LO: I think my fans know better than I do. There’s so many great actresses out there. I always say that I’ll accept anyone in my film except Justin Beiber (laughs). Justin Beiber, if you’re watching this, I’m sorry.
Q: Do you have any advice for the aspiring writer? Can you share with us your journey towards getting published?
LO: I have a lot of advice for aspiring writers. I have a blog, laurenoliverbooks.blogspot, and I have been lax about giving writing challenges and writing advice, but I’m going to really start. I actually love talking about writing.
The first thing I always say to people is to write everyday. I’ve been writing my whole life. It took me years and years. I started writing a novel when I was a freshman in high school, so I was about 13, and I finished my first novel when I was 21. It took me eight years to go from the phase where I had an idea to the phase where I could finish it. Finishing a novel takes time, but I always say that write as much as you can until you become good at it. Stop paying “Angry Birds” on your phone. If you don’t absolutely have to do anything else, what you do is write.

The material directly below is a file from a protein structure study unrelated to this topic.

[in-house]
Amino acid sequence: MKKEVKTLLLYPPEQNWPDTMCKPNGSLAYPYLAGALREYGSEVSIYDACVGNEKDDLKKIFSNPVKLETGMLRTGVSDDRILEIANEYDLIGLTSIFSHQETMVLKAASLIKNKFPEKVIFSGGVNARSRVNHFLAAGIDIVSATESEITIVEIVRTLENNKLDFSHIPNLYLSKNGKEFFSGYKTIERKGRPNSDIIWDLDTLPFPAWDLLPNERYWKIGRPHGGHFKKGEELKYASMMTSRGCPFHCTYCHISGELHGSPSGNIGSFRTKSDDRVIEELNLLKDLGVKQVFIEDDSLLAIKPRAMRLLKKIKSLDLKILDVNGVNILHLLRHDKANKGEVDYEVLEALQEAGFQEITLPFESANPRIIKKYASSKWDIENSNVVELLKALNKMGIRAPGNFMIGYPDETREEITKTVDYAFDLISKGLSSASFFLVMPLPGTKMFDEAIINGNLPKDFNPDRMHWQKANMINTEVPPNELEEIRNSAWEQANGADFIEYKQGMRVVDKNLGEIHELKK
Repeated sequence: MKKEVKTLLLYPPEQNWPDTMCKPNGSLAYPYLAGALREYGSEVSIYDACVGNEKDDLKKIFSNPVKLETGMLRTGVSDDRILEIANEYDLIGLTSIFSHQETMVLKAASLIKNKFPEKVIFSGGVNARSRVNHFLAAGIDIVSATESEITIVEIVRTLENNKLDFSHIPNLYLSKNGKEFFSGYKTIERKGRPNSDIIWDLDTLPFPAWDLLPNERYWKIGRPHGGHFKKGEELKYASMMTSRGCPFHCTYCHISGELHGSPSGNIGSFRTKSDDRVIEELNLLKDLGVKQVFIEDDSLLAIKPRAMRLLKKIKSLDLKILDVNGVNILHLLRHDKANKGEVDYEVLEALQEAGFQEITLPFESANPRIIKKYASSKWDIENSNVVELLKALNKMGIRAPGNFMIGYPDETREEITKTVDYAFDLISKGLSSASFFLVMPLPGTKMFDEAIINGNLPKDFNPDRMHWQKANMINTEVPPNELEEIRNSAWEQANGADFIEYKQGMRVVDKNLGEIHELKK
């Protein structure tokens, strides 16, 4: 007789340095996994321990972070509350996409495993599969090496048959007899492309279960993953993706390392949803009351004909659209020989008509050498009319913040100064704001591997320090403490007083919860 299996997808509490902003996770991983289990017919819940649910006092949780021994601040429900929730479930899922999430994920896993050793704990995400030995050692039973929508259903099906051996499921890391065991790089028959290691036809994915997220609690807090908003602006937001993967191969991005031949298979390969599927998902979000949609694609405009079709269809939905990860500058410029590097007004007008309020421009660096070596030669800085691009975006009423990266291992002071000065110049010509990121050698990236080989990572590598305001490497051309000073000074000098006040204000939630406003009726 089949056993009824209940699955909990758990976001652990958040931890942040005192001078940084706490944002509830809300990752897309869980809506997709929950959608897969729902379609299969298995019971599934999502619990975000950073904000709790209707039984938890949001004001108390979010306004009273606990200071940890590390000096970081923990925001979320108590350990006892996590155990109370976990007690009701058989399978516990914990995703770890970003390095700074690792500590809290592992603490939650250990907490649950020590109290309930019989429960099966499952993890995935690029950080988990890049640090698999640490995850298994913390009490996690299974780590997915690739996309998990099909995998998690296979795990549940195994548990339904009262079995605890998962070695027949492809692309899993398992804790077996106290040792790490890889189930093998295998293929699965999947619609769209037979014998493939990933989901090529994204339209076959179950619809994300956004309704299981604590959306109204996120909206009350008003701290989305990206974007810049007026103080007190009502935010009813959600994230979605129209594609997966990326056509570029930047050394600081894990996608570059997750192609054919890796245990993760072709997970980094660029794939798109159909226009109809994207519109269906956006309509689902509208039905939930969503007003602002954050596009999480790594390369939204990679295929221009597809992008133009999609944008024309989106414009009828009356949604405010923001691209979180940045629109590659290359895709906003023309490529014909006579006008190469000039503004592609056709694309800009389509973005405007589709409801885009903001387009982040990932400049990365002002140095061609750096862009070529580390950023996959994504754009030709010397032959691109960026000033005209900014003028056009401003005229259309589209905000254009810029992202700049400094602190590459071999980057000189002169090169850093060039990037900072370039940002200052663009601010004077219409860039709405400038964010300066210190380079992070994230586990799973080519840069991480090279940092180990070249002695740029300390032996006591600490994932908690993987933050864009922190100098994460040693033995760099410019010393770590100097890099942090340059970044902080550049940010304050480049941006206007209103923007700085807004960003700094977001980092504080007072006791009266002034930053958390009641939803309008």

I wrote “Before I Fall” mostly on my Blacberry when I was commuting between my job and school and this and that. At the time that I wrote “Before I Fall”, I was a full time graduate student and I had a full time job and I had a part time job. So I don’t really care for all these people who say they don’t have the time to write. I used to write on the New York City subway on my Blackberry while being jostled by homeless people (laughs)! There’s a lot of other advice I could give.
Q: Are any of your characters based on people in your life?